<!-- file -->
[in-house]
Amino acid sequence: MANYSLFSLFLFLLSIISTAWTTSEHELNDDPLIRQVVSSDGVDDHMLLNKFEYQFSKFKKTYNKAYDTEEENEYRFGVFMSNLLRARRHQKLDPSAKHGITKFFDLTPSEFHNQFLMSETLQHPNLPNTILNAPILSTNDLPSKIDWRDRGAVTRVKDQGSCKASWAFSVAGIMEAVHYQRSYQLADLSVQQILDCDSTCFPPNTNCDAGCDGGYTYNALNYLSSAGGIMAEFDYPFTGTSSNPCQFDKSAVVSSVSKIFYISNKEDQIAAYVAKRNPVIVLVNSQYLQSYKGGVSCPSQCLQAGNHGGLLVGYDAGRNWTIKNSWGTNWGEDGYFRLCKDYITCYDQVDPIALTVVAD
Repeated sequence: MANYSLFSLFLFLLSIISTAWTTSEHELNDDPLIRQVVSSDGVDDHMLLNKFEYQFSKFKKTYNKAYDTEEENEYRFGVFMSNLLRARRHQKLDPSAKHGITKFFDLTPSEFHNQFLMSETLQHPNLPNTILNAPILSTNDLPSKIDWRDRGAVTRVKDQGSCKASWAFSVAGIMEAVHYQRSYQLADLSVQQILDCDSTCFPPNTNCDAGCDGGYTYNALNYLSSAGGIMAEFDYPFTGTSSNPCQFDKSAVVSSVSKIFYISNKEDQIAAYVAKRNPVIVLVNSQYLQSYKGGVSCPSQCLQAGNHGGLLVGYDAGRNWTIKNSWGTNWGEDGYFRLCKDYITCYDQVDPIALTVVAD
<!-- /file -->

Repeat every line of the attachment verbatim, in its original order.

[in-house]
Amino acid sequence: MANYSLFSLFLFLLSIISTAWTTSEHELNDDPLIRQVVSSDGVDDHMLLNKFEYQFSKFKKTYNKAYDTEEENEYRFGVFMSNLLRARRHQKLDPSAKHGITKFFDLTPSEFHNQFLMSETLQHPNLPNTILNAPILSTNDLPSKIDWRDRGAVTRVKDQGSCKASWAFSVAGIMEAVHYQRSYQLADLSVQQILDCDSTCFPPNTNCDAGCDGGYTYNALNYLSSAGGIMAEFDYPFTGTSSNPCQFDKSAVVSSVSKIFYISNKEDQIAAYVAKRNPVIVLVNSQYLQSYKGGVSCPSQCLQAGNHGGLLVGYDAGRNWTIKNSWGTNWGEDGYFRLCKDYITCYDQVDPIALTVVAD
Repeated sequence: MANYSLFSLFLFLLSIISTAWTTSEHELNDDPLIRQVVSSDGVDDHMLLNKFEYQFSKFKKTYNKAYDTEEENEYRFGVFMSNLLRARRHQKLDPSAKHGITKFFDLTPSEFHNQFLMSETLQHPNLPNTILNAPILSTNDLPSKIDWRDRGAVTRVKDQGSCKASWAFSVAGIMEAVHYQRSYQLADLSVQQILDCDSTCFPPNTNCDAGCDGGYTYNALNYLSSAGGIMAEFDYPFTGTSSNPCQFDKSAVVSSVSKIFYISNKEDQIAAYVAKRNPVIVLVNSQYLQSYKGGVSCPSQCLQAGNHGGLLVGYDAGRNWTIKNSWGTNWGEDGYFRLCKDYITCYDQVDPIALTVVAD